November 9, 2018
Google has updated how it is combatting piracy across its suite of digital products. In its report “How Google Fights Piracy,” the company revealed that it has spent more than $100 million on YouTube’s Content ID since its inception, representing a big bump up from $60 million two years ago. That number includes computing resources and staffing. The report further details that it has paid out more than $3 billion to rightsholders, compared to “over $2 billion” in 2016 and $1 billion in 2014.
According to VentureBeat, YouTube began offering Content ID (which was called Video Identification initially) in 2007. The technology “automatically identifies copyrighted content on the video-streaming service and asks the rightsholders” whether they want to monetize the video by showing ads or block it.
Earlier in 2018, YouTube stated that, “it would begin using Content ID data to display full music credits and link to the official videos.” The downside to Content ID is that it can target “barely audible music playing in the background” and end up blocking a “short non-publicly listed video of your kid performing in a school show.”
The report also revealed that, “98 percent of copyright claims in 2017 were made through Content ID, and more than 90 percent of Content ID claims lead to some form of monetization.” Google also paid “more than $1.8 billion to the music industry in ad revenue from October 2017 to September 2018.”
Google issued its report in the wake of the International Federation of the Phonographic Industry (IFPI) finding that, “despite the growing uptake of legal music-streaming platforms, 38 percent of listeners still consume music through illegal means,” largely through so-called stream-ripping, which records audio via software. Denmark is the first country to deem stream-ripping illegal, ruling that one such site, Convert2MP3, be blocked.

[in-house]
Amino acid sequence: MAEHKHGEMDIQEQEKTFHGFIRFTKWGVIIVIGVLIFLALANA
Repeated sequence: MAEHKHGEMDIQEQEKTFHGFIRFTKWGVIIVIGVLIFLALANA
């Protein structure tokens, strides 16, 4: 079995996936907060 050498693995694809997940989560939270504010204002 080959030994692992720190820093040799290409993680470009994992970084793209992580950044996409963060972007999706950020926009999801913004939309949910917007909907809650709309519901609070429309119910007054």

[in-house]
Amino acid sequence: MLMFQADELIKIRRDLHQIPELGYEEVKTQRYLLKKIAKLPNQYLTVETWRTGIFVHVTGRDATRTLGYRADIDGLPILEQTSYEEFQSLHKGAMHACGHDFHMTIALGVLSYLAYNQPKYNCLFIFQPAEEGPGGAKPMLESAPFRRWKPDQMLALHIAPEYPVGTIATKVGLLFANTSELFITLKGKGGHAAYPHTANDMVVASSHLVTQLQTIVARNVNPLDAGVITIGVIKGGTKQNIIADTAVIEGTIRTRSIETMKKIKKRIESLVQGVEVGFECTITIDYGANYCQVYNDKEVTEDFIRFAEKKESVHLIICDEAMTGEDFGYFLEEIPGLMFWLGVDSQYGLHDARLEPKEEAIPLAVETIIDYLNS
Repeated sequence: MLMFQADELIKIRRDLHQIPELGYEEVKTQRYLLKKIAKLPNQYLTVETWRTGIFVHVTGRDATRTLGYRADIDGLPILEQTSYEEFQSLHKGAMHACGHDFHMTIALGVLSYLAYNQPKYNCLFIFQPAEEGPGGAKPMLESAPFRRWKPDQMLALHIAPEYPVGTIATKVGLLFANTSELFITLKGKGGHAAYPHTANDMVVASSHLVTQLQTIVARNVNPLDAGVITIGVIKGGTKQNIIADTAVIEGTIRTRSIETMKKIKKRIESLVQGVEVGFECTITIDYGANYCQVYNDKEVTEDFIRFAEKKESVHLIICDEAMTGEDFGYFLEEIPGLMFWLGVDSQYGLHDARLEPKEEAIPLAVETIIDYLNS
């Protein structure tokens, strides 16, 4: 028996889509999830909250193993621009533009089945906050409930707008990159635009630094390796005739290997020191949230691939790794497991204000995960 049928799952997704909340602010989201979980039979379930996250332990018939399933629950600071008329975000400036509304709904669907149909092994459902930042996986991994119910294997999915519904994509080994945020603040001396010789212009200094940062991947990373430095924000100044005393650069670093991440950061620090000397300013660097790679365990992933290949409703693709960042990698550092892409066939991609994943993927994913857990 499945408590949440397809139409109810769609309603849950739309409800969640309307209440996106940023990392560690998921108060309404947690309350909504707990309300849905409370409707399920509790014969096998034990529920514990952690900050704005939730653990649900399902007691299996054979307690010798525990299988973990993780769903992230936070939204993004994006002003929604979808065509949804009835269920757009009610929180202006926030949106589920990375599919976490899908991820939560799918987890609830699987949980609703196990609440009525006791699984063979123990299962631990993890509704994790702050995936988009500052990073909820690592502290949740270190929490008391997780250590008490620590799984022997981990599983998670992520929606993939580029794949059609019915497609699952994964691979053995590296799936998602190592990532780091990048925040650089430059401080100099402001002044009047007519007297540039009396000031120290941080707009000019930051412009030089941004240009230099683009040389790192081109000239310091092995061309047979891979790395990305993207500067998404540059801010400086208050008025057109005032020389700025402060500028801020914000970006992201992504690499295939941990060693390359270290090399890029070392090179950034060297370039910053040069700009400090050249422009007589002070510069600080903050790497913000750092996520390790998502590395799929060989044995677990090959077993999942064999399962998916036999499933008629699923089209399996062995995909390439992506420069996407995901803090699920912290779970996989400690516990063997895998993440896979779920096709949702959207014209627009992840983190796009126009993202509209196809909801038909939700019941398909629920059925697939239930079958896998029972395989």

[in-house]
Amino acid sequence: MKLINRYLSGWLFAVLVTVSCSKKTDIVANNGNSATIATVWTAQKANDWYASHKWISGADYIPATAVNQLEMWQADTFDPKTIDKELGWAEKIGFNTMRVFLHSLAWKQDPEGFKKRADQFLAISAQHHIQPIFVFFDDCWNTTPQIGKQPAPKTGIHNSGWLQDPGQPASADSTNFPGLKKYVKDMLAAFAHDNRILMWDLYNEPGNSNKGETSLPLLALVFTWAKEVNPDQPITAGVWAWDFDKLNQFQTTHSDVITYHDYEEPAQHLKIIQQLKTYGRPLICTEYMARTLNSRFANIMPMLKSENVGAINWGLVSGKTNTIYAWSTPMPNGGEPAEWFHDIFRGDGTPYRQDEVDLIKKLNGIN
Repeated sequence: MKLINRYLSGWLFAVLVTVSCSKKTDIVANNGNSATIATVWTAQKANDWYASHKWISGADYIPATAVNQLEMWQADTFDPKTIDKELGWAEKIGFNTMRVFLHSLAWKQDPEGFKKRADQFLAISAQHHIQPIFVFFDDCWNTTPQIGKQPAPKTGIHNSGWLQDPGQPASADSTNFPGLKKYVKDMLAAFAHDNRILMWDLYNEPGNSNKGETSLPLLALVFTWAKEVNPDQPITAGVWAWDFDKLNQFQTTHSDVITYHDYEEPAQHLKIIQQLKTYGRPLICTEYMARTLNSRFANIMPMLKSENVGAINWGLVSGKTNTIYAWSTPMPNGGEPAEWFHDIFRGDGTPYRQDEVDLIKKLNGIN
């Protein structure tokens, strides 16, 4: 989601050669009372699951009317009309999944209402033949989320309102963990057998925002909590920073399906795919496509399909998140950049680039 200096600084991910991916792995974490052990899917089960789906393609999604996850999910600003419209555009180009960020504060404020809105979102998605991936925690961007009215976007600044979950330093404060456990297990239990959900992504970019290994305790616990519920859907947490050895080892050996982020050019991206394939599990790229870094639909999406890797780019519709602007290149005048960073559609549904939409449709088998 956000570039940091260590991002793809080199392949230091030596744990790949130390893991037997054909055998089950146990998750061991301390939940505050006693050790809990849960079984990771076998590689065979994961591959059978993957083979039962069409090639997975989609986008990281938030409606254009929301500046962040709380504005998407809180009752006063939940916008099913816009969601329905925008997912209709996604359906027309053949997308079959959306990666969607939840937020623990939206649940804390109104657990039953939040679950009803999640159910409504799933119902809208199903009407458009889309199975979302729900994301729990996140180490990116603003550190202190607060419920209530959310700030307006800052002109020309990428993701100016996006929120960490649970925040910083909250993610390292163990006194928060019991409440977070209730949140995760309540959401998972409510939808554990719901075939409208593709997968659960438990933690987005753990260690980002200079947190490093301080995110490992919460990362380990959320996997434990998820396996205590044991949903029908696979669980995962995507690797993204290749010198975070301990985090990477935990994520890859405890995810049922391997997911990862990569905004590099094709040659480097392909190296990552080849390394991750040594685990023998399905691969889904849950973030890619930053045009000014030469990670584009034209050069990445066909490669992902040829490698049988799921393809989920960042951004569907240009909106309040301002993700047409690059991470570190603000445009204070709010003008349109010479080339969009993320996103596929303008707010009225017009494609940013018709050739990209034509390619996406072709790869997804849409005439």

Google is limited to filing lawsuits to stop stream-ripping, something it has pursued in the past. But Content ID allows it to “exert some control over the content that is uploaded to its platform.”
“The Internet has enabled people worldwide to connect, create, and distribute new works of art like never before,” said Google’s head of copyright, Cedric Manara. “A key part of preserving this creative economy is ensuring creators and artists have a way to share and make money from their content — and preventing the flow of money to those who seek to pirate that content.”
Google’s report also revealed that, “rightsholders notified the company about 882 million URLs on Google Search last year, with Google removing 95 percent of those that were flagged.” In 2017, the company also blocked more than 10 million ads “suspected of copyright infringement or that linked to infringing sites.”